Recent AWS Customer Success Stories & Videos

More AWS Customer Success Stories...

« New AMI Catalog and New AMI Launch Button Are Now Available | Main | Cost Savings in the Cloud - foursquare and Global Blue »


TrackBack URL for this entry:

Listed below are links to weblogs that reference Multi-Region Latency Based Routing now Available for AWS:


Feed You can follow this conversation by subscribing to the comment feed for this post.

David Phillips

Does Route 53 support the recent "Client subnet in DNS requests" specification (, allowing Latency Based Routing to work properly with OpenDNS and Google Public DNS?

Anh-Tuan Gai

Nice feature, but a lot of information is missing to be able to compare to competitors:
- How latency measurements are done (by servers or end-users) ?
- How latency measurements are aggregated (country, city, ISP) ?
- How dynamic is it? Does the measure change every 10s, 1mn, 30mn, 1h? What is the sample time (10s, 1mn, 30mn) ?

Other questions:
- Will simple GeoIP routing be available soon? (it should be simpler to implement than LBR while more flexible)
- Will availability monitoring of any IP/host be available soon... so we can use Route53 with fallback routing?
- Will performance monitoring of any IP/host be available soon... so we can use Route53 for performance routing?

Colm MacCárthaigh

@David At this time Amazon Route 53 does not support the edns-client-subnet feature. Route 53 is under constant improvement, so please stay tuned.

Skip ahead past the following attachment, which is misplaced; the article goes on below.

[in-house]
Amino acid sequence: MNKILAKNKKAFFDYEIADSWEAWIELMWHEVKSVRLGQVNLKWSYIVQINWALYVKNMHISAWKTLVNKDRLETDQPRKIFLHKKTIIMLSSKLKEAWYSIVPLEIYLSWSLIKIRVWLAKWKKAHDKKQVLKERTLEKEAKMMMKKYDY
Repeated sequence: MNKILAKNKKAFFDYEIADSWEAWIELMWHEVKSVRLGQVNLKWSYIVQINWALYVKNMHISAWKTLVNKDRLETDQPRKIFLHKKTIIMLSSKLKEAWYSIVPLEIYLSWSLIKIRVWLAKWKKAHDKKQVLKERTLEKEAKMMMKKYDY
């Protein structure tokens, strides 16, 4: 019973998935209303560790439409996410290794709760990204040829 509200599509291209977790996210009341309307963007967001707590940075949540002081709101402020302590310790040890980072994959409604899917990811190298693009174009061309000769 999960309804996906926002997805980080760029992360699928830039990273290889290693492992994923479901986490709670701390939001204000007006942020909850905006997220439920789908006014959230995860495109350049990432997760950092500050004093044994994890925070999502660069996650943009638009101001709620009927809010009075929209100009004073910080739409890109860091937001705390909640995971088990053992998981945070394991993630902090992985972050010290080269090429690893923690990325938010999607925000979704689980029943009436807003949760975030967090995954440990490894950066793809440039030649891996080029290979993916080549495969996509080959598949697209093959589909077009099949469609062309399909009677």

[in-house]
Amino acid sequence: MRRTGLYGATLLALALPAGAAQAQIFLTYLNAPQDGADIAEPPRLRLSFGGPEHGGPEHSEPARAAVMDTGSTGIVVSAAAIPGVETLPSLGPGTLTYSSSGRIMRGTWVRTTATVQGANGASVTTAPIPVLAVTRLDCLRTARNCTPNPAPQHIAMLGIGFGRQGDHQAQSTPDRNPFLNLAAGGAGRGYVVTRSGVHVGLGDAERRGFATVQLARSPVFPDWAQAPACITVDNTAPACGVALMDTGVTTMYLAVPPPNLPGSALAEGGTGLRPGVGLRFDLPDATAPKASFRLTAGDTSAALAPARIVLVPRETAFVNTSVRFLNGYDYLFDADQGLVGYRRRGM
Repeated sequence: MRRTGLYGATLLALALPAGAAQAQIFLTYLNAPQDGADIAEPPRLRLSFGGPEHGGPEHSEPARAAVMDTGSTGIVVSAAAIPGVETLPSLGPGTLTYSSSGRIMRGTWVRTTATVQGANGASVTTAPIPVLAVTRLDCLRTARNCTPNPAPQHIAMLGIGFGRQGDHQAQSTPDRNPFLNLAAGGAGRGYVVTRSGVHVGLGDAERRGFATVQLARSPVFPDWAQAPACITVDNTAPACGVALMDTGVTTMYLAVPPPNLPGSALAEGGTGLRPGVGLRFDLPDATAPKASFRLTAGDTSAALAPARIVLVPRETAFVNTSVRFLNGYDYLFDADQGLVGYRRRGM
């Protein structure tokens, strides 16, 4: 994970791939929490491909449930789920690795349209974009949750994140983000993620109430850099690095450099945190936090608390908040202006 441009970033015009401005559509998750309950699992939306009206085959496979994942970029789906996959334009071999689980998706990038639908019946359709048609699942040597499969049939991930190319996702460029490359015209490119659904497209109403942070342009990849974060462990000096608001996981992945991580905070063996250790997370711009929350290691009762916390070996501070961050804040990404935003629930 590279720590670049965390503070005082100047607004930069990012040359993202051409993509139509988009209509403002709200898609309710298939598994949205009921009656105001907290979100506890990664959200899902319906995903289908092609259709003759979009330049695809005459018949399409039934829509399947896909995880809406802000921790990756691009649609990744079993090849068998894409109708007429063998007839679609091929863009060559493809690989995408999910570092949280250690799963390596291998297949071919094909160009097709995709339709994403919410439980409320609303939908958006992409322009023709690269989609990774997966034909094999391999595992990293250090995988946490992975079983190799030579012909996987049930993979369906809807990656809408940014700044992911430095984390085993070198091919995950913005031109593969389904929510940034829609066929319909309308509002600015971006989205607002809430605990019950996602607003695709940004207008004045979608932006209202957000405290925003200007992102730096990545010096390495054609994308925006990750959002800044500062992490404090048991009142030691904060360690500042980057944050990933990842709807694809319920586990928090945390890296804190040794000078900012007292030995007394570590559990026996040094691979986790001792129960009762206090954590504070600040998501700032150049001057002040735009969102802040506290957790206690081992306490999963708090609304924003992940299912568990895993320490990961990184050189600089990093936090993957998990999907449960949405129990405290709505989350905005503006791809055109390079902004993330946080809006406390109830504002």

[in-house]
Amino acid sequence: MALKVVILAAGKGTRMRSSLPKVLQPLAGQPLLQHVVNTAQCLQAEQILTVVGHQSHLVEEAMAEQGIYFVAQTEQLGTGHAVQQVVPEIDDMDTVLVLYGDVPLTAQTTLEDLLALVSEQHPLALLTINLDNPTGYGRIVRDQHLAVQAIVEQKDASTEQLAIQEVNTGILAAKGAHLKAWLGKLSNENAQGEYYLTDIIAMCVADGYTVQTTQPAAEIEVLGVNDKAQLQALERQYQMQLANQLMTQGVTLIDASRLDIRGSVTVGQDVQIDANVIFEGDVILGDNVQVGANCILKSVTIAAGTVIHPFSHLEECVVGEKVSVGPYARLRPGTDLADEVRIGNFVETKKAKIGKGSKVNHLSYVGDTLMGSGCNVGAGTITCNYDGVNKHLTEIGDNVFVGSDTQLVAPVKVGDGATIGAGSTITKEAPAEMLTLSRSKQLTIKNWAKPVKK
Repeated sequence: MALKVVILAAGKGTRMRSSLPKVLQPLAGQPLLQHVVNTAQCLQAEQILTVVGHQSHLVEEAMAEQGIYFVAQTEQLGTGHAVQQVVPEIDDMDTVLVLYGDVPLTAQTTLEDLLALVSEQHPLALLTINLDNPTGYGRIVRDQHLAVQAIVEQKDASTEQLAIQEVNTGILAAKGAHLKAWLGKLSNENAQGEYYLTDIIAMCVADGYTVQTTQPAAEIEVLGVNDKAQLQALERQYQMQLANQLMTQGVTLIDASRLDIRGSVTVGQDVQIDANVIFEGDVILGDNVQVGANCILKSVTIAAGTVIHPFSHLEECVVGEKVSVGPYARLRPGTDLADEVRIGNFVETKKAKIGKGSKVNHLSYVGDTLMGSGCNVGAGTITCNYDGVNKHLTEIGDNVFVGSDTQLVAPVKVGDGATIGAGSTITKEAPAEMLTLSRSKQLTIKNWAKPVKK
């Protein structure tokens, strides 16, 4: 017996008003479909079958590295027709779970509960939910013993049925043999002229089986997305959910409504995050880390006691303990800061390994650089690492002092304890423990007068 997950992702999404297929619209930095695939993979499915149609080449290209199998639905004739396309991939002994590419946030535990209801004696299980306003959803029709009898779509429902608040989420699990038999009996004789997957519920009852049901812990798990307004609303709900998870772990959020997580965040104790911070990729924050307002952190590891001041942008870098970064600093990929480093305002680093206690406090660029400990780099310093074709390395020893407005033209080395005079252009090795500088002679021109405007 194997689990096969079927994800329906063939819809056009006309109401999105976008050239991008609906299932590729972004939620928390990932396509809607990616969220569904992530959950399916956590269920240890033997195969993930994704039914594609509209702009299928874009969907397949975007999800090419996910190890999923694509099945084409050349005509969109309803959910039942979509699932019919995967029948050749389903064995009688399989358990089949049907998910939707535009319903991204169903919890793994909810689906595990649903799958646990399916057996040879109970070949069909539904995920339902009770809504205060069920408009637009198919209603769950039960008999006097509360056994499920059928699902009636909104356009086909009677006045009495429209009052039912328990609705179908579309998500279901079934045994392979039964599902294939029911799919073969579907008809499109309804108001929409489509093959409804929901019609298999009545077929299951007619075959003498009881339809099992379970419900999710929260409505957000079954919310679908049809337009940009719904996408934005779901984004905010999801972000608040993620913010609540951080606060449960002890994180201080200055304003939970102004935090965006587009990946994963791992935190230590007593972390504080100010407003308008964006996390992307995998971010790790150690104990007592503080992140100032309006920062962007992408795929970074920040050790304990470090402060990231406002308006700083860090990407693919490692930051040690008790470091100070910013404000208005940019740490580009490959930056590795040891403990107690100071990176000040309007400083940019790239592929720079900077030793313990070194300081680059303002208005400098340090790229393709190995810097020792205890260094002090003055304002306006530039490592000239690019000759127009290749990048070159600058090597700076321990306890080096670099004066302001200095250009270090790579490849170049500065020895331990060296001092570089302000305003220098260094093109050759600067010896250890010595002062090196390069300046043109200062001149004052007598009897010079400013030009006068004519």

@Anh-Tuan Latency measurements are to end-users, we measure the round-trip time between the TCP SYN|ACK and ACK packets of an anonymized client-initiated measurement connection. We also have a mechanism to correlate these measurements with the DNS resolver used, and all latency measurements are then aggregated by DNS resolver. The measurements are on-going all of the time with many millions of samples per day.

We'd love to hear more about the specific use-cases you have in mind for GeoIP routing, availability monitoring and performance monitoring. We are constantly working to improve Route 53 and really value feedback that helps us design each feature. Feel free to reach out to our team directly via our page at (You can ignore the limit fields).


It's unclear to me whether or not this will work with non-AWS endpoints. Can you clarify?

Colm MacCárthaigh


It is possible to use Route 53's Latency Based Routing feature with non-AWS endpoints. We don't restrict what IPs or CNAMEs you can tag with a region, and we will route traffic to those IPs or CNAMEs "as if" those IPs or CNAMEs were hosted in whichever AWS region you choose to tag.

Because our on-going network latency measurements are specific to the AWS regions themselves, the routing decisions made for non-AWS endpoints may not be optimal, however we've left it open to use our latency based routing as an approximation.